The rapid rise of variable renewable generation is increasingly challenging both market and grid operators as the real-time balancing of load and generation becomes more difficult. Demand response, pumped storage and more flexible generation with fast ramping features are among the solutions.
Another solution, however, is more transmission and larger integrated grids which allow for better management of variable generation with load. This explains why many organised wholesale markets in North America, notably MISO and SPP, have grown so much in the past few years, now expanding from the Canadian provinces to the Gulf of Mexico (Fig. 1).
Far more can be done where existing networks can be expanded and interconnected, allowing more trading in energy imbalance markets (EIM). A 2016 Pan-Canadian Wind Integration Study (PCWIS), co-funded by Natural Resources Canada and the Canadian Wind Energy Association, for example, identified that a myriad of benefits can be achieved by the TransCanada grid if it were extended and integrated with its counterpart in the US in a supergrid or macrogrid (Fig. 2).
Among the many expected benefits are increased and profitable penetration of wind energy with increased inter-provincial electric transmission, according to Dennis Woodford, the president of Electranix Corporation. In a paper describing the benefits of the proposed supergrid , Woodford says a larger, more integrated wide area electric energy market would be established for all interconnected regional utilities.
What is this market possibility?
It is not a capacity market. It is an Energy Imbalance Market (EIM). This is the most significant market now being developed in the western US where variable generation continues to develop. The advantage of this market is that the western US regions are trading across regional and state borders much more than they ever did before. This goes against today’s Alberta’s and western Canada’s balkanised attitude, Woodford says.
The balkanised attitude, Woodford says, refers to the autonomous nature of power systems among vast and distant Canadian provinces – many of which are sparsely populated with smallish population centres many miles from one another. For this and political reasons, the Canadian provinces tend to be better integrated to the US than they are with each other. In fact, most existing transmission lines in Canada run north-south, rather than east-west. Woodford says this is another reason why a larger, better integrated supergrid makes perfect sense – at least when viewed from an electrical engineer’s perspective.
Politics, however, get in the way as do issues on how to attract the large investments to build long distance transmission lines. Woodford says that the Canadian electric east-west superhighway will be feasible, in fact profitable, if developed wisely and in stages, starting with the four western Canadian provinces first, most likely with merchant transmission investors. It can be extended over time.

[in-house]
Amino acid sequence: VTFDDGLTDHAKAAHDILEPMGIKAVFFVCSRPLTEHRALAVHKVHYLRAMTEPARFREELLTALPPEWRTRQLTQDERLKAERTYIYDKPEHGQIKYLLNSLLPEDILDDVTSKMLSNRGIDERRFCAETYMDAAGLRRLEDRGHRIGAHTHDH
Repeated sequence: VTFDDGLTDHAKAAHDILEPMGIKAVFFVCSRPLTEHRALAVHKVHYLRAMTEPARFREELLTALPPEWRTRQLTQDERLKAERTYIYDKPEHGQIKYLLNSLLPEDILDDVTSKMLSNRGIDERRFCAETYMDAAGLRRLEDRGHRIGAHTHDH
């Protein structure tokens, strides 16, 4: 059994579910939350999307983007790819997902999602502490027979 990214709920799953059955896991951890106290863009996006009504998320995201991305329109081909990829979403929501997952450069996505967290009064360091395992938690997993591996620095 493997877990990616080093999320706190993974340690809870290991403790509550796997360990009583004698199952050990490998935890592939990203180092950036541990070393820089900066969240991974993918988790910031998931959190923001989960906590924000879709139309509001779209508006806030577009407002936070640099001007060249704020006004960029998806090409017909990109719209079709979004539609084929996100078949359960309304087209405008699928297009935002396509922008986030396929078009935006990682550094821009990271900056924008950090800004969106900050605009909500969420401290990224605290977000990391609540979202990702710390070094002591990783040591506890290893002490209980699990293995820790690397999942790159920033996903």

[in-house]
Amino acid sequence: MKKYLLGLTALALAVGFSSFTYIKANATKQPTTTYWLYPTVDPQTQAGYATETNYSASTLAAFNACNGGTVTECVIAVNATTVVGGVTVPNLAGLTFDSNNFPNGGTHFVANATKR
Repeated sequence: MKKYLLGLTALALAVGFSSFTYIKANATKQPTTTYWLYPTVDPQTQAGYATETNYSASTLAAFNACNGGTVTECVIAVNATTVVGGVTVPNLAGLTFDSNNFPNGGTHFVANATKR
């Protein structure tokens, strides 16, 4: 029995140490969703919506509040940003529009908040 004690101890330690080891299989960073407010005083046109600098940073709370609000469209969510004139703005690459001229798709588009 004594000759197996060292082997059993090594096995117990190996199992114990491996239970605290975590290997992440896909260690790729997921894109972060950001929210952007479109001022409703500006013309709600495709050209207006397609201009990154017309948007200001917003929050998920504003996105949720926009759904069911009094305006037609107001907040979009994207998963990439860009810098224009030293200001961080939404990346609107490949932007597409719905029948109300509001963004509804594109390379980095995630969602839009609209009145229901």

Woodford says he participated, in 1970, in a study to electrically interconnect Britain with France which was justified on reduced reserve generation in both countries. Initially Britain rejected it, but France was partially inclined. In time, a substantial interconnection was built. Being a profitable venture, the two countries are increasing the grid connections between them. In the same way, Woodford says, profitability will happen with a TransCanada Electric Superhighway enabling east-west energy diversity, reduced generation margins, and an energy imbalance market for increasing penetration of variable generation.
The Alberta Electric System Operator is already engaged in a regional electricity cooperation and strategic infrastructure initiative, expected for completion this year. There are reasons for Woodford’s optimism including California’s huge appetite for renewable generation – currently 50% by 2030 and possibly increased to 100% by 2045 as proposed in a bill introduced by Kevin deLeon in California’s state senate.
If that were to happen, the justification for extending the California Independent System Operator’s (CAISO) Energy Imbalance Market to cover a much larger geographical footprint will become overwhelming, perhaps convincing politicians to go along with an expanded and better integrated western wholesale market.
This article was first published in EEnergy Informer’s November 2017 newsletter, and is republished here with permission.
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